Avoiding the Beach time Blues

One of the most important considerations for older pets is to keep them moving to prevent them suffering from joint pain . If they have become sedentary over the winter months, they will have lost muscle mass, which they need, to avoid suffering injuries or exhaustion from a trip to the beach.
If  your favorite furry has been walking regularly throughout the year a beach trip should be more fun than fatigue for them.
However, excursions to the beach take a little more planning than a walk around the block or a trip to the local park.
Bear in mind that their tolerance of temperature change is not as good as a younger dog, and so staying in the warm sun or lying in a cool breeze at the beach quickly becomes uncomfortable.

Going early in the morning, taking shade and water, and not staying too long are the keys to a great day at the beach for beloved seniors.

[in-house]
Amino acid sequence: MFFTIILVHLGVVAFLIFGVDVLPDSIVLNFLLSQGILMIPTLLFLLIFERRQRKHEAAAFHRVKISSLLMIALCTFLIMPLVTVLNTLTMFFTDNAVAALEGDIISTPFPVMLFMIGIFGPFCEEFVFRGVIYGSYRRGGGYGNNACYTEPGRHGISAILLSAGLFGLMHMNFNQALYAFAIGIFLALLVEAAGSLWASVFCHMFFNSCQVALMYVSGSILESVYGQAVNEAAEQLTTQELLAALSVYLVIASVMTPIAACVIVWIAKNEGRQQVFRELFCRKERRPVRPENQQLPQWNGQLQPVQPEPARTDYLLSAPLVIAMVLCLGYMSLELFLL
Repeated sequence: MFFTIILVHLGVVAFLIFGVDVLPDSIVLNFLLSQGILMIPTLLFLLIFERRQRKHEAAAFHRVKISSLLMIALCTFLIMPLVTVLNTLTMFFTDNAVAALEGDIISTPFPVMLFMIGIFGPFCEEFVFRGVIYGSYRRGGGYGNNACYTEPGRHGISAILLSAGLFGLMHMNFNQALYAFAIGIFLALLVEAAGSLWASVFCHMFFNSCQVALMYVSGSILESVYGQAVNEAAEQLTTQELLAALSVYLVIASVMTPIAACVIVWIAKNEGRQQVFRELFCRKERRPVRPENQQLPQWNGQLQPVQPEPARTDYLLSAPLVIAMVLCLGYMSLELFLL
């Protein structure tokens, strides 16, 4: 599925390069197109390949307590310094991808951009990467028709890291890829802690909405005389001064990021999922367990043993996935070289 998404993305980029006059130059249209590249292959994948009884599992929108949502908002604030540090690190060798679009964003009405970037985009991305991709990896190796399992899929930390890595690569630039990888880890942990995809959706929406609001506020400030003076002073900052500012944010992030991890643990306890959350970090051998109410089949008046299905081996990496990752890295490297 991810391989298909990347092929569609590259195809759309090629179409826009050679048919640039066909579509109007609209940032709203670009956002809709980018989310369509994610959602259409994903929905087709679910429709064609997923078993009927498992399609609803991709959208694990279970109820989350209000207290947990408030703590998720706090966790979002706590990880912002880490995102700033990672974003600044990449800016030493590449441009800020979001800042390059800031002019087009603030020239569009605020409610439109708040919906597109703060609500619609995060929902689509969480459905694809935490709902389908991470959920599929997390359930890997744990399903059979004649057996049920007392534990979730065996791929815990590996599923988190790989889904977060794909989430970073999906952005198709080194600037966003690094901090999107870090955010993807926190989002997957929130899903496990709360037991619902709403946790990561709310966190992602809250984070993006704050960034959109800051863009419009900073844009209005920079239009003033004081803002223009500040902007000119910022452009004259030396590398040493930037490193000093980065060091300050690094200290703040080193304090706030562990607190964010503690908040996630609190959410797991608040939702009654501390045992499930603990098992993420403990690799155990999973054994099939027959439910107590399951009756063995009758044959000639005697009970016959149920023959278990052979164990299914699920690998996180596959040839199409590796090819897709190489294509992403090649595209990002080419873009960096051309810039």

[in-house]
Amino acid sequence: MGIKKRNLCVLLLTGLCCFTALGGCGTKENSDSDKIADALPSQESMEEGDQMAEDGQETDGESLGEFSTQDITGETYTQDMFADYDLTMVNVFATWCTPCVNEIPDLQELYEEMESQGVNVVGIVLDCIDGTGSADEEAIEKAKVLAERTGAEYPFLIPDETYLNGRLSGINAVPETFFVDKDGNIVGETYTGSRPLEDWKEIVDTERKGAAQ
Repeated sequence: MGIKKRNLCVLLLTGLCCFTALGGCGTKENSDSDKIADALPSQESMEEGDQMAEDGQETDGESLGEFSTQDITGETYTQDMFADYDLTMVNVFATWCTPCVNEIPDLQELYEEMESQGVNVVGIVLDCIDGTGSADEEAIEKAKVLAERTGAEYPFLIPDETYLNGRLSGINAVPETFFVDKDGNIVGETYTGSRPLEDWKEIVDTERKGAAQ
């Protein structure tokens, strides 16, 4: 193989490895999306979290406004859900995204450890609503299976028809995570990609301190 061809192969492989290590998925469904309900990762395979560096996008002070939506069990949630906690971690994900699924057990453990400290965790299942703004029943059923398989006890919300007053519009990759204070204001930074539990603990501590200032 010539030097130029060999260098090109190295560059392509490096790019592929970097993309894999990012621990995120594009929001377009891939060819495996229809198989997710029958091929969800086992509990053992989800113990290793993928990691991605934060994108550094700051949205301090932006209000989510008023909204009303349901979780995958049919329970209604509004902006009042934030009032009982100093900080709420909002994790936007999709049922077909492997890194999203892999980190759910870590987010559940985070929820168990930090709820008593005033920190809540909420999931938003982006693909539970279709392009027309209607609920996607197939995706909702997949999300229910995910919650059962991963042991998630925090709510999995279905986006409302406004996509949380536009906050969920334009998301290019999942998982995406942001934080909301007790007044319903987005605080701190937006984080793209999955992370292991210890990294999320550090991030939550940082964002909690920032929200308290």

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To improve strength heading into summer, you can help your pet with simple exercises such as sit to stand, walking on uneven surfaces, or over low obstacles.

If you are planning a new exercise regime with your favorite senior it is best to start slower and progress more slowly than with a younger healthy dog, as their ability to adapt to new physiological stresses is reduced.   A good rule of thumb is to progress no more than one to two components of daily life at a time. 

If you are looking for ideas on where to start head over to our new tricks for old dogs page.
How much exercise is too much?  My advice is that your pet should not be significantly worse after exercise that night or the next day.  Some muscle soreness or stiffness is okay, as long as they ‘warm out of it’ within a couple of minutes of being up and moving.